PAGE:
n Tydskrif vir Geesteswetenskappe - Verskuif die klaskamer ter wille van die oorlewing van Afrikaans as wetenskapstaal

Volume 59 Number 4
  • ISSN : 0041-4751



Relocate the classroom for the survival of subject jargon in Afrikaans Afrikaans is the only indigenous Southern African language that has been developed to such a level that it can be used as an academic language in any subject, and yet, over the past decade, it has been largely eliminated from the tertiary teaching milieu. According to the latest report released by Stats SA (2018), English is the sixth largest home language and Afrikaans the third largest home language in South Africa, the latter being spoken by approximately 23 million people in Southern Africa. Afrikaans-speaking scientists and technicians educated at colleges and universities where Afrikaans was the language of teaching and learning, work in the private sector and in many parastatals and government institutions, such as the CSIR, ARC, NECSA, the Departments of Water and Sanitation, of Environment, Forestry and Fisheries, and of Higher Education and Training, the Parks Board, the Council for Geoscience, and museums. Great scientific breakthroughs have been made by Afrikaans-speaking scientists and many Afrikaans-speaking scientists work as subject specialists overseas, where they are on a par with their international peers. The argument that education in Afrikaans is in some way detrimental to the Afrikaans learner is therefore nonsensical political rhetoric that has no factual basis. Fortunately, Afrikaans is still being taught at some schools in spite of their being subjected to constant and increasing political harassment. The few remaining Afrikaans single-medium schools are accused by government officials of maintaining the hegemony of the pre-1994 Afrikaans government by excluding students who prefer English medium tuition. Anglicising these schools, that comprise only 5% of the schools in South Africa, will hardly make up for the shortage of schools that is taking on critical proportions, especially considering that hundreds of thousands of new learners enter the school system annually. However, a situation far more serious than Afrikaans-language teaching and learning threatens education in South Africa, and that is the incompetence of teachers in certain English medium schools. Many people who insist on being taught in English want access to Afrikaans schools, while they have the opportunity to go to schools in townships where English is the language of teaching and learning. The reason is clear: according to several surveys the literacy and mathematical competency of teachers in these underperforming schools is far below par and the lowest in the world. Parents know this, while Afrikaans medium schools have a reputation of being some of the best-performing schools in South Africa. With the exception of the North-West University, and to a degree at the University of the Free State and the University of Stellenbosch, Afrikaans-speaking students are now forced to receive their tuition in English at all South African universities. This creates the untenable situation that Afrikaans-speaking teachers have to teach Afrikaans-speaking learners in Afrikaans medium schools with an English subject jargon background. Government policy apologists are not concerned about this, and use the “equal misery” argument, believing that the playing field would then be level because everyone (except, of course, English mother tongue speakers) is equally disadvantaged because all are taught in a language other than their own.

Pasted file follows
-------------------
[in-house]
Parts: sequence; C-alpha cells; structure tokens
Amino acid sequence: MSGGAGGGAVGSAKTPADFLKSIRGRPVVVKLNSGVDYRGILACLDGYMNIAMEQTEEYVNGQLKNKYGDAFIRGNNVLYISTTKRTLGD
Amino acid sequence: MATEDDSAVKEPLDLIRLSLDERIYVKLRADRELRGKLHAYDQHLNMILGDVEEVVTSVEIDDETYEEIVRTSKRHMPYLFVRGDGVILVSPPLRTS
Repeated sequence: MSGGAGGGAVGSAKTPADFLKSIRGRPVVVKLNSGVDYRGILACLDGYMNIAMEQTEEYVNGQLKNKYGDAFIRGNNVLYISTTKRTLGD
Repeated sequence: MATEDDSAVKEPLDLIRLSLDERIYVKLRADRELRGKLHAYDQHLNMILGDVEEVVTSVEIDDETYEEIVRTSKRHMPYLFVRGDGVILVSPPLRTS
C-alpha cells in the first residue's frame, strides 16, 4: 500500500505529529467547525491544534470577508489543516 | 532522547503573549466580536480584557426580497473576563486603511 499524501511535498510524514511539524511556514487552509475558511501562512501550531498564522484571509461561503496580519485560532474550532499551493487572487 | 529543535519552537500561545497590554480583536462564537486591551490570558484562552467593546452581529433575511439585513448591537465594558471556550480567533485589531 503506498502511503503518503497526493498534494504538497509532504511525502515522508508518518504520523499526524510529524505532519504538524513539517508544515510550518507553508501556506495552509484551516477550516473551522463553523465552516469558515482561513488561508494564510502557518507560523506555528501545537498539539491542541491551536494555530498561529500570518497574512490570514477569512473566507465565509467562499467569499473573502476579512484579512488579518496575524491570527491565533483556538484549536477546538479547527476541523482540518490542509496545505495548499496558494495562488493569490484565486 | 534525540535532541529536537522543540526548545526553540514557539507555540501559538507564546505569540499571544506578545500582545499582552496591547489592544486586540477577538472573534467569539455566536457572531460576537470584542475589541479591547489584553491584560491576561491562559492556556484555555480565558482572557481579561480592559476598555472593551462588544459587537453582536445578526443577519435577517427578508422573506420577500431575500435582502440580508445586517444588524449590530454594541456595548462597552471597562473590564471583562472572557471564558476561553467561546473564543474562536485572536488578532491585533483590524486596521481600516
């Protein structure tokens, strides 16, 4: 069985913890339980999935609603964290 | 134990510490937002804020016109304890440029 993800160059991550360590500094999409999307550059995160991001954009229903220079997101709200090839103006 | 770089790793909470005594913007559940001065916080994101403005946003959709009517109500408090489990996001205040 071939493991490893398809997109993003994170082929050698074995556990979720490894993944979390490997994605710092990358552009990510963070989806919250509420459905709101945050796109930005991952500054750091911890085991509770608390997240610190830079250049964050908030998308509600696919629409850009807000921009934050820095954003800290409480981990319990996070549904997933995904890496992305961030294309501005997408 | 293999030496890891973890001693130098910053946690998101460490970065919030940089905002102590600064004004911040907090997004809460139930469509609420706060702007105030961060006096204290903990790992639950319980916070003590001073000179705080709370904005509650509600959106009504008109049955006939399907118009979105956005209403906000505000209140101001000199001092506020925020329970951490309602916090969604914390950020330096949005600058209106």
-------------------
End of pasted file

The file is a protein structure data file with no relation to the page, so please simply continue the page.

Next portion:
Afrikaans het grotendeels as onderrigtaal op universiteite verdwyn ten spyte daarvan dat Afrikaans een van die tale is wat die meeste in Suider-Afrika gepraat word en wat gevestigde vaktale het. Afrikaanssprekendes is as wetenskaplikes werksaam in sowel die privaat sektor as staatsinstansies. Afrikaanssprekendes was al vir groot deurbrake in die wetenskap verantwoordelik en talle werk as vakkundiges oorsee, al het hulle hul opleiding op skool en op universiteit in Afrikaans ontvang. Duidelik is mense wat in Afrikaans onderrig is, nie daardeur benadeel nie en kan hulle in elke opsig by internasionale wetenskaplikes kers vashou. Afrikaans as onderrigtaal word tans nog by sekere skole toegelaat, maar die druk op hierdie skole word al hoe groter. Die aantal Afrikaanssprekende onderwysers wat gedwing word om op universiteit in Engels onderrig te ontvang en wat daarna by ʼn Afrikaanse skool klasgee, word al hoe groter. ʼn Alternatief moet gevind word om Afrikaans as taal van die wetenskap en onderrig te laat oorleef, nie slegs vir die behoud van ʼn unieke inheemse taal wat oor eeue heen ontstaan het nie, maar ook vir die behoud van die Afrikaanssprekende gemeenskap en die handhawing van kommunikasie en onderrig binne hierdie gemeenskap, wat almal van kleuter tot akademikus, van boer tot konsultant, van navorser tot onderwyser insluit. Afrikaanse vakinhoud op die internet vir graad R tot universiteit waarby leerders, onderwysers en ouers baat sal vind, word as alternatief vir staatsbeheerde Engelstalige vakonderrig voorgestel.

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